Lean can be practiced on any size project and be impactful to an individual company or project team. And, even if you start small, it’s a step in the right direction. The goal is where we can look at the lifecycle of a project and find ways to improve and remove roadblocks. And it’s important to realize that not every step or every technology needs to be used.
I like to look at the eight wastes and speak to the things that are in our industry and not extracting the value of people in your business. There is waste in everything we do and the ability to identify and remove that waste is true beauty.
I also advocate that last step of Last Planner System that is reflection and learning. Those lessons learned really have an impact. We get to regroup and see where a plan broke down, why it happened, and how we can change it for the next week or next project. It’s a chance to engage the right people and empower them to make decisions to be more effective, safe, and successful.
Where do you see the future of our business heading in terms of how projects are led in the field?
We’re nearing a crisis point in some ways that not enough people are joining our industry to perform the work needed, so we must do something different as an industry. The first part of that is to make the industry attractive and worthwhile to join. It’s first the respect aspect for the person and the work. It’s the work-life balance, safety first focus, fair pay, career advancement, etc.
We also must acknowledge that the industry is changing – in part driven by the job market and spurred on by COVID. We’re seeing more Design for Manufacturing (DFM) appear in project rollouts with modular structures build in remote places and shipped to the jobsite for more plug-and-play format. This changes the labor dynamic with less labor needed onsite, but more labor needed in manufacturing locations.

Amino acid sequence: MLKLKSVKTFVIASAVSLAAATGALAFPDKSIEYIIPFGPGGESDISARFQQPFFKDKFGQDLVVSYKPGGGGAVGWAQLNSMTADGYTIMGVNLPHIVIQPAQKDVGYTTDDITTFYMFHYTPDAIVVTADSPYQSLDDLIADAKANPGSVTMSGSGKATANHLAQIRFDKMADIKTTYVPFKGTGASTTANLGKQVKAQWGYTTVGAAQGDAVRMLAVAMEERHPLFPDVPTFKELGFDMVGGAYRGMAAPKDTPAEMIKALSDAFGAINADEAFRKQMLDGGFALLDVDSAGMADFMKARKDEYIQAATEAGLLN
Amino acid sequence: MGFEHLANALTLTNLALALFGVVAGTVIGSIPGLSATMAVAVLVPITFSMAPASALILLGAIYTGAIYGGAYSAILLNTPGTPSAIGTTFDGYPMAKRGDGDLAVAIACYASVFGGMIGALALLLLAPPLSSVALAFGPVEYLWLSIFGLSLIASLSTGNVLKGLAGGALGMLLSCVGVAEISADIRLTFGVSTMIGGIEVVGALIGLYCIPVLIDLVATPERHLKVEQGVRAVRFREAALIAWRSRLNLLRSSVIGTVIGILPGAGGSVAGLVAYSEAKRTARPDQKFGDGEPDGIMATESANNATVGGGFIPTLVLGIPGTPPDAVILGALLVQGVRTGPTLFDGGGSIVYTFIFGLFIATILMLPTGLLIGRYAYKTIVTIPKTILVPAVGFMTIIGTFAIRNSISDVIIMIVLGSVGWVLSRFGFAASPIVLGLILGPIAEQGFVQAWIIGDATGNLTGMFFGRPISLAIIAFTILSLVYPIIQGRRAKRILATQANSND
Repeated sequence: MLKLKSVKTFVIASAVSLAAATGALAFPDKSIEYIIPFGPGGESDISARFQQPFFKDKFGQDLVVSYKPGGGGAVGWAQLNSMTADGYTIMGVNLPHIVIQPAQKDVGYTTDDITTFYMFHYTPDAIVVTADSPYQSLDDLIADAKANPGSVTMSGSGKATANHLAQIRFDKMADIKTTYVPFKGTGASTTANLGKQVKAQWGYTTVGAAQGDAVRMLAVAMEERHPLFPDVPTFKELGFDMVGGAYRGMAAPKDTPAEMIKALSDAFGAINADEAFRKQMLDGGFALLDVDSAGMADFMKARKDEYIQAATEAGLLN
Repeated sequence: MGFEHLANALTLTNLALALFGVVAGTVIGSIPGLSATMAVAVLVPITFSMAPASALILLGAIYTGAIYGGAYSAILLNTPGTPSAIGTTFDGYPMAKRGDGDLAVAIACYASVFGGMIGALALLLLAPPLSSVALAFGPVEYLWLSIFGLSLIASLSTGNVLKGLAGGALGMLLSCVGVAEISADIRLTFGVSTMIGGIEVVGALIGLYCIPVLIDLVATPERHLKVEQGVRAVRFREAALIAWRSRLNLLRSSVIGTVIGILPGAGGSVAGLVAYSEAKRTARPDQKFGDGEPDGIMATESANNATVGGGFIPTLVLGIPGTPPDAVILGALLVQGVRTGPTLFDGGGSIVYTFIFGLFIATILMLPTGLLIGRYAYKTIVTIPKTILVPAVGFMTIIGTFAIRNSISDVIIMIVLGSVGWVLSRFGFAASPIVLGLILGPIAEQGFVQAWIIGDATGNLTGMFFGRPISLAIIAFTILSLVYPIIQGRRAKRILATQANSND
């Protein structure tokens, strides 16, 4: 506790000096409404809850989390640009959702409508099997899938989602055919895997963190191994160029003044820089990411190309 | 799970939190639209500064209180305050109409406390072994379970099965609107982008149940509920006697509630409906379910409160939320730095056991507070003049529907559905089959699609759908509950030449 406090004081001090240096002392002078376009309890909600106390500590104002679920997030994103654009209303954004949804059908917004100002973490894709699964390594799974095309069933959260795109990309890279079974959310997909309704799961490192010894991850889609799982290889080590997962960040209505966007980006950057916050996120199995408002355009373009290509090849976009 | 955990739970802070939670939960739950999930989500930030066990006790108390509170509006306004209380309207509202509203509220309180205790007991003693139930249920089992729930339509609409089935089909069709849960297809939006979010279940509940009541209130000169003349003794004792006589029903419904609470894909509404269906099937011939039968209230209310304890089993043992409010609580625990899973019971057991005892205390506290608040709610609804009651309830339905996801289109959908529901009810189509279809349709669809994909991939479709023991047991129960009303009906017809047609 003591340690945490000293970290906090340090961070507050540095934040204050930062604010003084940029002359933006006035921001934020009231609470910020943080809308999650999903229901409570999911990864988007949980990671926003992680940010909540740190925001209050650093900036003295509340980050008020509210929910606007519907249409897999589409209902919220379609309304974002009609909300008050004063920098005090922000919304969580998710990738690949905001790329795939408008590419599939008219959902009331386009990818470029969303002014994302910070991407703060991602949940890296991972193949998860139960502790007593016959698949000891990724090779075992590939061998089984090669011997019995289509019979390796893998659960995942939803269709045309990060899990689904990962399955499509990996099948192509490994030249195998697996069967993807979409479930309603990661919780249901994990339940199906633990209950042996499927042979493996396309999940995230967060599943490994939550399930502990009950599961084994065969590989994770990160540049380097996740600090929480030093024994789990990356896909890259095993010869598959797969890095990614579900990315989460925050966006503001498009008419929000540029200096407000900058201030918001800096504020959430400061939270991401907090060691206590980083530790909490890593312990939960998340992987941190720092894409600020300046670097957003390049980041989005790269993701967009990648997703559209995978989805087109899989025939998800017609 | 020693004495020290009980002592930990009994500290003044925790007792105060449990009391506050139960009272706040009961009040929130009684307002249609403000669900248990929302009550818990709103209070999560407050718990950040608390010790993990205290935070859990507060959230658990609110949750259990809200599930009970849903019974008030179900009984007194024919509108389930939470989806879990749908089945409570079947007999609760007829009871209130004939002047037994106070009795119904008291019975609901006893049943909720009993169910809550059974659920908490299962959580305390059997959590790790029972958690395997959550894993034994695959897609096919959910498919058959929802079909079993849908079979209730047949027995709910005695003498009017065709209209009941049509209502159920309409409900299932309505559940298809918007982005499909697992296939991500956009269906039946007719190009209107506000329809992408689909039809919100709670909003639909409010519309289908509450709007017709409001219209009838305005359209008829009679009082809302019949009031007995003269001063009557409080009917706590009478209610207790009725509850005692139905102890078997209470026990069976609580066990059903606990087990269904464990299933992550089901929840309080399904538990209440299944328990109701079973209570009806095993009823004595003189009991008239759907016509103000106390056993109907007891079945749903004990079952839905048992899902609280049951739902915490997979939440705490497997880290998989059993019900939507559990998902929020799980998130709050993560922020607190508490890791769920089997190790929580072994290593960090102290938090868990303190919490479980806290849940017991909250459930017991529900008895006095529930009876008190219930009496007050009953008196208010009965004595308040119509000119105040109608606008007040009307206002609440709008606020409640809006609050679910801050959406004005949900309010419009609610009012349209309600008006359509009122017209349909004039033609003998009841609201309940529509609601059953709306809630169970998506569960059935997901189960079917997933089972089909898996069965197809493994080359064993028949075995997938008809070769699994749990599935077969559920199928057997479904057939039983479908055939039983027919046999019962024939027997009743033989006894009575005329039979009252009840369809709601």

The question is where those facilities are located. Many owners are nervous to have work performed outside the US with the risk of delivery delays so we’re seeing more facilities appear in the US. We can create work in spaces where people need jobs and where they don’t have to drive to work and where the work is manageable. This is a great way to bring people into the trades and to partner with unions and nonprofit apprenticeship programs.
And where do you see construction community heading?
This is an amazing time to be in construction, but we have our work cut out for us if we are to grow the next generation of tradesmen. We must bring respect to the person – the worker, and respect for the trade skills they bring.
Our industry associations are really focused on helping advance this area. I’ve had the amazing opportunity to serve on the Diversity & Inclusion Steering Committee for AGC. It’s a great initiative that’s helping to create a safe, welcoming environment for construction personnel. For far too long we’ve had an accepted level of unacceptable behavior, so I’m pleased to see the industry taking a stand.
We have to create a Culture of CARE: Care, Attract, Retain, and Empower people in our industry to come to our industry, to stay in our industry, and to improve our industry. AGC has a website dedicated to this effort: https://buildculture.org/.
A note from Keyan: Finally, we’d be remiss to end this Field Walk without mentioning that Henry has a book coming out in Spring 2022. Stay tuned to reserve your copy of Seven Principles: Creating Your Success in the Construction Industry. Henry penned the book to help those joining the industry to provide depth on what construction industry is like in real life. It speaks to work ethic, work-life balance, sustainability, longevity, advancement, and more.